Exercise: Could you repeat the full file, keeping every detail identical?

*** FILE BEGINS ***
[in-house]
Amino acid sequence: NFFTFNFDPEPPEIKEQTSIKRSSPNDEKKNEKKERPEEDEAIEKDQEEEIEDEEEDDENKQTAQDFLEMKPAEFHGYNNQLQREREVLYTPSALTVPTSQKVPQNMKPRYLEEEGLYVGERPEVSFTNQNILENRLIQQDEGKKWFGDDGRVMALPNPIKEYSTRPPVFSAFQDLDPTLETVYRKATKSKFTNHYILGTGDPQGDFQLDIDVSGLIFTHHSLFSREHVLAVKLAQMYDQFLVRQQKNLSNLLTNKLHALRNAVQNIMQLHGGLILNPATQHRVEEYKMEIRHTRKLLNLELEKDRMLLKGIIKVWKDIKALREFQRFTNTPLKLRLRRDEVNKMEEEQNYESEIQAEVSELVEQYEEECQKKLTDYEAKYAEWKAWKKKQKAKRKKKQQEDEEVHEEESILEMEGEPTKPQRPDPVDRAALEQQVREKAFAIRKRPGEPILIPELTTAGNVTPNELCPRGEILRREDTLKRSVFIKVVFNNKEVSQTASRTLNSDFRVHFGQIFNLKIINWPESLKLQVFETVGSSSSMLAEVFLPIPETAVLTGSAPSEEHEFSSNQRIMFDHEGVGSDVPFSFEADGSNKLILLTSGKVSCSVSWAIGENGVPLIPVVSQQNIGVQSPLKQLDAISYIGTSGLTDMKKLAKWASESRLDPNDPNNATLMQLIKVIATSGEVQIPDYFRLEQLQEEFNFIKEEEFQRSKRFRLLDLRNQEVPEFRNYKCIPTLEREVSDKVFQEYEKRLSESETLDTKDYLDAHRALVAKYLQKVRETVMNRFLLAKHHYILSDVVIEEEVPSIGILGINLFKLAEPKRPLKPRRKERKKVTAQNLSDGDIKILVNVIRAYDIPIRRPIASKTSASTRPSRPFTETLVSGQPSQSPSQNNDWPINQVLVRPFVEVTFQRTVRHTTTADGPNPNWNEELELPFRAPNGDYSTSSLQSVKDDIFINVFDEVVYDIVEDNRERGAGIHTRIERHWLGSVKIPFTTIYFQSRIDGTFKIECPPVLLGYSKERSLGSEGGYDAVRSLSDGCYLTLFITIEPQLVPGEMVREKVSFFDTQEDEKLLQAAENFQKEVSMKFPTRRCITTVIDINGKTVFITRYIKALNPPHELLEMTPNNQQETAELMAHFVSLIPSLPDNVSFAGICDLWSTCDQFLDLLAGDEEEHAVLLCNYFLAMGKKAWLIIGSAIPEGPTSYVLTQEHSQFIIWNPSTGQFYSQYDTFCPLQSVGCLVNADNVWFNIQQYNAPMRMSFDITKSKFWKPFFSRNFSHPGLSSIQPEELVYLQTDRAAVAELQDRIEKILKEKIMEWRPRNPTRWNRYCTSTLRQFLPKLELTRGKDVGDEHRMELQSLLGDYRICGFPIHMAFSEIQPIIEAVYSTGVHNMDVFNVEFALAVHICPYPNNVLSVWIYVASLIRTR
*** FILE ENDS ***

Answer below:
[in-house]
Amino acid sequence: NFFTFNFDPEPPEIKEQTSIKRSSPNDEKKNEKKERPEEDEAIEKDQEEEIEDEEEDDENKQTAQDFLEMKPAEFHGYNNQLQREREVLYTPSALTVPTSQKVPQNMKPRYLEEEGLYVGERPEVSFTNQNILENRLIQQDEGKKWFGDDGRVMALPNPIKEYSTRPPVFSAFQDLDPTLETVYRKATKSKFTNHYILGTGDPQGDFQLDIDVSGLIFTHHSLFSREHVLAVKLAQMYDQFLVRQQKNLSNLLTNKLHALRNAVQNIMQLHGGLILNPATQHRVEEYKMEIRHTRKLLNLELEKDRMLLKGIIKVWKDIKALREFQRFTNTPLKLRLRRDEVNKMEEEQNYESEIQAEVSELVEQYEEECQKKLTDYEAKYAEWKAWKKKQKAKRKKKQQEDEEVHEEESILEMEGEPTKPQRPDPVDRAALEQQVREKAFAIRKRPGEPILIPELTTAGNVTPNELCPRGEILRREDTLKRSVFIKVVFNNKEVSQTASRTLNSDFRVHFGQIFNLKIINWPESLKLQVFETVGSSSSMLAEVFLPIPETAVLTGSAPSEEHEFSSNQRIMFDHEGVGSDVPFSFEADGSNKLILLTSGKVSCSVSWAIGENGVPLIPVVSQQNIGVQSPLKQLDAISYIGTSGLTDMKKLAKWASESRLDPNDPNNATLMQLIKVIATSGEVQIPDYFRLEQLQEEFNFIKEEEFQRSKRFRLLDLRNQEVPEFRNYKCIPTLEREVSDKVFQEYEKRLSESETLDTKDYLDAHRALVAKYLQKVRETVMNRFLLAKHHYILSDVVIEEEVPSIGILGINLFKLAEPKRPLKPRRKERKKVTAQNLSDGDIKILVNVIRAYDIPIRRPIASKTSASTRPSRPFTETLVSGQPSQSPSQNNDWPINQVLVRPFVEVTFQRTVRHTTTADGPNPNWNEELELPFRAPNGDYSTSSLQSVKDDIFINVFDEVVYDIVEDNRERGAGIHTRIERHWLGSVKIPFTTIYFQSRIDGTFKIECPPVLLGYSKERSLGSEGGYDAVRSLSDGCYLTLFITIEPQLVPGEMVREKVSFFDTQEDEKLLQAAENFQKEVSMKFPTRRCITTVIDINGKTVFITRYIKALNPPHELLEMTPNNQQETAELMAHFVSLIPSLPDNVSFAGICDLWSTCDQFLDLLAGDEEEHAVLLCNYFLAMGKKAWLIIGSAIPEGPTSYVLTQEHSQFIIWNPSTGQFYSQYDTFCPLQSVGCLVNADNVWFNIQQYNAPMRMSFDITKSKFWKPFFSRNFSHPGLSSIQPEELVYLQTDRAAVAELQDRIEKILKEKIMEWRPRNPTRWNRYCTSTLRQFLPKLELTRGKDVGDEHRMELQSLLGDYRICGFPIHMAFSEIQPIIEAVYSTGVHNMDVFNVEFALAVHICPYPNNVLSVWIYVASLIRTR